A staple data construct of our lab is the gene co-expression network (GCN) where an edge represents a statistically significant RNA expression correlation between two gene products (network nodes). We are active developers of a GCN discovery software application called KINC that is able to identify condition-specific edges from mixed input gene expression matrices (GEMs) (Ficklin et al. [2017]). KINC GCNs are made from GEMs in a bottom up approach where all gene pairs are tested for correlation. This approach is computationally intensive and is not be scalable to millions of samples. Further, traditional GCNs do not detect non-linear relationships missed by correlation tests and do not place genetic relationships in a gene expression intensity context. In response, we developed EdgeScaping (Husain and Feltus [2019]), which constructs and analyzes the pairwise gene intensity network in a holistic, top down approach where no edges are filtered. EdgeScaping uses a novel technique to convert traditional pairwise gene expression data into an image based format and allows for exploring non-linear relationships between genes by leveraging deep learning image analysis algorithms. We have applied EdgeScaping to a human tumor expression profiles candidate biomarker systems that exhibit conventional and non-conventional interdependent non-linear behavior associated with brain specific tumor sub-types. Edgescaping is open source and available at [].

We have been mining RNA expression profiles for biomarker systems from many NIH projects including GTEx and TCGA. We are also leveraging open and protected PsychENCODE (Akbarian et al. [2015]) and SPARK (Feliciano et al. [2018]) datasets to better understand normal and aberrant brain expression patterns. Once we detect biomarker systems using the techniques described above, we try to understand the gene regulatory networks underlying those systems. We are focusing on detection and understanding biomarker systems for three specific biomedical phenotypes: intellectual disability (e.g. autism spectrum disorder -- ASD), brain cancer, and renal cancer.

Genomics databases are swelling and larger compute systems are needed by my group and thousands of individual life science investigators. Soon, DNA sequencers will replace qPCR machines in research labs and everyone will need terascale/petascale compute systems. Towards this disruptive technological event on par with the roll out of molecular biology into labs in the 1980s, my group is actively engaged in several funded cyberinfrastructure projects: “CC*Data: National Cyberinfrastructure for Scientific Data Analysis at Scale (SciDAS).” NSF[1659300] (Feltus PI); “RCN: Advancing Research and Education Through a National Network of Campus Research Computing Infrastructures - The CaRC Consortium” NSF[1620695] (Feltus PI – Bottum Former PI); “Exposing the Potential of Information Centric Networks for the Life Sciences” Cisco Research (Feltus PI); “CC* NPEO: Toward the National Research Platform.” NSF[826967](Smarr PI, Feltus End User); “DIBBs: EI: SLATE and the Mobility of Capability” NSF[1724821] (Gardner PI, Feltus End User). Along with many others, I am linking these partnerships to help build larger democratized compute systems and scaling the training so people can actually use them. In addition to the workflow engineering outlined above, we are focusing efforts in these cutting edge three cyberinfrastructure areas: scaling out usage of Kubernetes based compute systems and moving genomics data from traditional data repositories into information centric network systems.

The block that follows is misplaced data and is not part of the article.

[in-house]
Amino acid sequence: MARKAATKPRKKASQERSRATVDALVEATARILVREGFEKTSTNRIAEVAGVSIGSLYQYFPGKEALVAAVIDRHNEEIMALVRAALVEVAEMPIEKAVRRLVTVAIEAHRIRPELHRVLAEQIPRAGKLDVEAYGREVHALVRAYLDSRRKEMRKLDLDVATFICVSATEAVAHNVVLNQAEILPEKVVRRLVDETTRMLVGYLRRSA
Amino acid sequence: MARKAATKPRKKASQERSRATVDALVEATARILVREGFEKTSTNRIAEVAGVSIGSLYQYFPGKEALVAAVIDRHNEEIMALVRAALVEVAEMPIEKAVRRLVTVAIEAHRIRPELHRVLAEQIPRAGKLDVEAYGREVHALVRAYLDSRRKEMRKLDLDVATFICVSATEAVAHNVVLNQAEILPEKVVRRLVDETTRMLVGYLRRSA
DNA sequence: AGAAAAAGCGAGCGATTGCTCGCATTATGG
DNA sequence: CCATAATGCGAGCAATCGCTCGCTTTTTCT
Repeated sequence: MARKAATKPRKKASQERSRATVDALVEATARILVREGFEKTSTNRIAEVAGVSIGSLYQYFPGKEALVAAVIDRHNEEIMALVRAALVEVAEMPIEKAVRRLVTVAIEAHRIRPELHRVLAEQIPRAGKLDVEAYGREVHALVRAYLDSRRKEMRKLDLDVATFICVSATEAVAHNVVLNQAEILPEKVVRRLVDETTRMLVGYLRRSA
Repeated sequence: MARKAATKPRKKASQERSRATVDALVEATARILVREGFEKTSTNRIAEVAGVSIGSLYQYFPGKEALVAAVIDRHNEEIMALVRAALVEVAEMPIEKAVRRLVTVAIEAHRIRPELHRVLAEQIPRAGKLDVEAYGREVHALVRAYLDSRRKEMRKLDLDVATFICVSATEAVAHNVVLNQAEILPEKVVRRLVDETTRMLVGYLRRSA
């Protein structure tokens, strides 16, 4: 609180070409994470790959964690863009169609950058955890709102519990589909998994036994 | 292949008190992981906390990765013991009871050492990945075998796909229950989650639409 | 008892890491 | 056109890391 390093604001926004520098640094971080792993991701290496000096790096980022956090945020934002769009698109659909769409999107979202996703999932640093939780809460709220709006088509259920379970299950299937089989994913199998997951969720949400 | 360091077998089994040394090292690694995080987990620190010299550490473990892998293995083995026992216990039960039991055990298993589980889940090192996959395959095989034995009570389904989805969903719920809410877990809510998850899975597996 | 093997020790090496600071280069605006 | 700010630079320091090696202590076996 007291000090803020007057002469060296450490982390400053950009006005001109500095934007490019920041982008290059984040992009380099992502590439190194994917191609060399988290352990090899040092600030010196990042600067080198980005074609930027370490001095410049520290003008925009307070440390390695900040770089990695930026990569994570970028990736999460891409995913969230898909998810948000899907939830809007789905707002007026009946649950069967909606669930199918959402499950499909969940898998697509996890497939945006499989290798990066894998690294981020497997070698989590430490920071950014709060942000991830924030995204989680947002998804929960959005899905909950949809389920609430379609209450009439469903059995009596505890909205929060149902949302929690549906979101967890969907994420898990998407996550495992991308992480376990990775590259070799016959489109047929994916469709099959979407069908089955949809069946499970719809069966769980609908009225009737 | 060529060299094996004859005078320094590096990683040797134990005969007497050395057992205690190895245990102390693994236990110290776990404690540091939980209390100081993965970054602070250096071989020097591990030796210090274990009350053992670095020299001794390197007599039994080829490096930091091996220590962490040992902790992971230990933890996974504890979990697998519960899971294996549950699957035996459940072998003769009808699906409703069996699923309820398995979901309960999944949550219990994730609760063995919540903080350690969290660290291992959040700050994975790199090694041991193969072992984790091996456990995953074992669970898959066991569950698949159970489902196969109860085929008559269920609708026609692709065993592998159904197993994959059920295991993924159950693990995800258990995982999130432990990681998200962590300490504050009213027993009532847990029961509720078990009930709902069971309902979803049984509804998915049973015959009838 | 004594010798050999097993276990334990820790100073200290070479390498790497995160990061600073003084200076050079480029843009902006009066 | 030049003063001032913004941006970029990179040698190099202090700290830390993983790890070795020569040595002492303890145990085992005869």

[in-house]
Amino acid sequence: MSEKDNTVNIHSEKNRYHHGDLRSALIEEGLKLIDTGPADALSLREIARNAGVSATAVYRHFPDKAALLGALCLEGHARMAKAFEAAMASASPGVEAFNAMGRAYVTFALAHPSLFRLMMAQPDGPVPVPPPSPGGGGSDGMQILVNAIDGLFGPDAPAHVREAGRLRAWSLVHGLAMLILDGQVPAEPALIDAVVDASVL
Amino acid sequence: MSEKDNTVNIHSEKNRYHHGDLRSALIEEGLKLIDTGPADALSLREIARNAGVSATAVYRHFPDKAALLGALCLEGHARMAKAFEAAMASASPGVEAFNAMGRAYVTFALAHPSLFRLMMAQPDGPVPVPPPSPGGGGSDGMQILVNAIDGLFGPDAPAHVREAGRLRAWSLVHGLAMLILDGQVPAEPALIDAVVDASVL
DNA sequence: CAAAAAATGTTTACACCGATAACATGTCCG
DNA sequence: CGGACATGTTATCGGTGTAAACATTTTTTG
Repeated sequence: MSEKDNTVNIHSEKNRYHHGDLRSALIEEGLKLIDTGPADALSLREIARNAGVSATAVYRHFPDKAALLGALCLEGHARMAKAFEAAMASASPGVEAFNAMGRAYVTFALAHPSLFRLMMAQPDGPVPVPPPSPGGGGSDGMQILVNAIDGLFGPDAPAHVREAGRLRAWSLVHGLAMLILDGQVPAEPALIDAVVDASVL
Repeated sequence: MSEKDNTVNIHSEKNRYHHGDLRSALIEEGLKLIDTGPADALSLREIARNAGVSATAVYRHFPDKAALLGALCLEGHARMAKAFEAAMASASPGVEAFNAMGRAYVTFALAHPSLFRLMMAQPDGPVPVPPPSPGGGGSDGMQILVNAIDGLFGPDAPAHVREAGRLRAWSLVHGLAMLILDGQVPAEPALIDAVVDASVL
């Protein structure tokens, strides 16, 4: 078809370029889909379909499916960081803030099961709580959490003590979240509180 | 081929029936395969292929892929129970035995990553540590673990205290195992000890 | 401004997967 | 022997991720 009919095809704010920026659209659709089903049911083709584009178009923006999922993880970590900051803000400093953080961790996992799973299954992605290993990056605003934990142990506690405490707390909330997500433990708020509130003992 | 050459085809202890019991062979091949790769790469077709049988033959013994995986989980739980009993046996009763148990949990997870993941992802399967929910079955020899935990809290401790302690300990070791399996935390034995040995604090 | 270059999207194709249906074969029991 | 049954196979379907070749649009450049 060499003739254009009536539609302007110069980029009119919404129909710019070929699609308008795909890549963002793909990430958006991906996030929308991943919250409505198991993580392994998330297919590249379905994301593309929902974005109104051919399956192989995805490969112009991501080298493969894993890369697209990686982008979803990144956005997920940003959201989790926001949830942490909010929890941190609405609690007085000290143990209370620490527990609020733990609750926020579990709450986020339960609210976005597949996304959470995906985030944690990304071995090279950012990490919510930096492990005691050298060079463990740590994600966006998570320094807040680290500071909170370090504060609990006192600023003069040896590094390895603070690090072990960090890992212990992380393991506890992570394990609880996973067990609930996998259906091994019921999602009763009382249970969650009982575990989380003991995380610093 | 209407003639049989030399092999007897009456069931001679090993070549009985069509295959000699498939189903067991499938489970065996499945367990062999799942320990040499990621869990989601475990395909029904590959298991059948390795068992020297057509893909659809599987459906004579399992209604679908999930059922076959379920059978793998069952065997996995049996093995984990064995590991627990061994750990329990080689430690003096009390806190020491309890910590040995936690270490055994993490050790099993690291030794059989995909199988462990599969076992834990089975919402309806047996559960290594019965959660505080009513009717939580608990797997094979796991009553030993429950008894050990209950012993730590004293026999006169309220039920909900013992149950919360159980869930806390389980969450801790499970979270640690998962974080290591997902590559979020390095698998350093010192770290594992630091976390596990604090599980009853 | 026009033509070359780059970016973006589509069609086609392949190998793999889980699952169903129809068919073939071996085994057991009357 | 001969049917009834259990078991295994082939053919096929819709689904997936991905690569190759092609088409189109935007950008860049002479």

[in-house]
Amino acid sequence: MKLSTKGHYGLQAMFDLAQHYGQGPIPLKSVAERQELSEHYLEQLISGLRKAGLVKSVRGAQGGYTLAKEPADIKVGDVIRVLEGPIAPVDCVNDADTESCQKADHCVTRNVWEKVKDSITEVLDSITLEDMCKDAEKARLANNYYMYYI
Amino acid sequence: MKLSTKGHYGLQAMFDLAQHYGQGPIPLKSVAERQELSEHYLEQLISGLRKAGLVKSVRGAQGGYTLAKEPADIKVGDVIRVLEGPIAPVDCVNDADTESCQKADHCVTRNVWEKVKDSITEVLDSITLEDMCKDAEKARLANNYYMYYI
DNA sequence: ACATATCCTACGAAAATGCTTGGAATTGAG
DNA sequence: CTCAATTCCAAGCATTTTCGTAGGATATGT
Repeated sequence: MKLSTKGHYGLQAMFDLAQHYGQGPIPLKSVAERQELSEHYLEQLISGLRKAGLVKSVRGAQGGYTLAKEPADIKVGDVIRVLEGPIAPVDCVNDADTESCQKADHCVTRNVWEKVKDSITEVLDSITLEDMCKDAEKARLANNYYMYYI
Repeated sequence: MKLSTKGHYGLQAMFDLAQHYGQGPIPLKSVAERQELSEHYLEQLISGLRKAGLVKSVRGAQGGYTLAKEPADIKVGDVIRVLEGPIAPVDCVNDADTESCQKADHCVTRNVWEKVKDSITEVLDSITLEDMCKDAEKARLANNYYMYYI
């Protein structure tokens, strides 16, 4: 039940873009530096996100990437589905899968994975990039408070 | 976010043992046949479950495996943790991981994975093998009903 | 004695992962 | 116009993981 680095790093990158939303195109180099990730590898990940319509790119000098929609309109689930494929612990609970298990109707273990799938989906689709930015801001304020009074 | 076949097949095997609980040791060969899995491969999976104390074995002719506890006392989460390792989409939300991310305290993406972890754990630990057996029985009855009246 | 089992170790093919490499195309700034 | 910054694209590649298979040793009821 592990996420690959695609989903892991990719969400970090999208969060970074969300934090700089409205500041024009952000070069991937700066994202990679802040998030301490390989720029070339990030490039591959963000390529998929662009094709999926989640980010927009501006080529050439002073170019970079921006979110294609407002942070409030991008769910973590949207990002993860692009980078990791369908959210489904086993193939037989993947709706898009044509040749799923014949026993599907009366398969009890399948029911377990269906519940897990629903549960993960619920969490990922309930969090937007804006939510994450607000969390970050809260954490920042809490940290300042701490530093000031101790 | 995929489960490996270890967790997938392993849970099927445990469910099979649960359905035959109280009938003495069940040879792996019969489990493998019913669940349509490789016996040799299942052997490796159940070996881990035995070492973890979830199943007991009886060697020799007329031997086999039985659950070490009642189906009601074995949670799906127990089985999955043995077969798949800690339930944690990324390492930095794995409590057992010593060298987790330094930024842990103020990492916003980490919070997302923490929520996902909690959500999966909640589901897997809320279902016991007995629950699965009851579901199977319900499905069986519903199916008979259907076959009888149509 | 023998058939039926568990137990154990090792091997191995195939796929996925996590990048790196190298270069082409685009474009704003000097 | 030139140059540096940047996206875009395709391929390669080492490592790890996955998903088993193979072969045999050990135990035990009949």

Courses Taught

Computational Genomics
Biomedical Informatics/Medical Bioinformatics
Next-Generation Sequence Analysis
Special Topics in Advanced Biochemistry and Genetics (Network and Systems Genetics)
Essential Elements of Biochemistry
Issues in Research
Senior Seminar
Perl for Bioinformatics

Selected Publications

For a current list of publications, please visit Google Scholar at


Google Scholar
Genetics & Biochemistry Department
Biomedical Data Science & Informatics Program
Internet2 Board of Trustees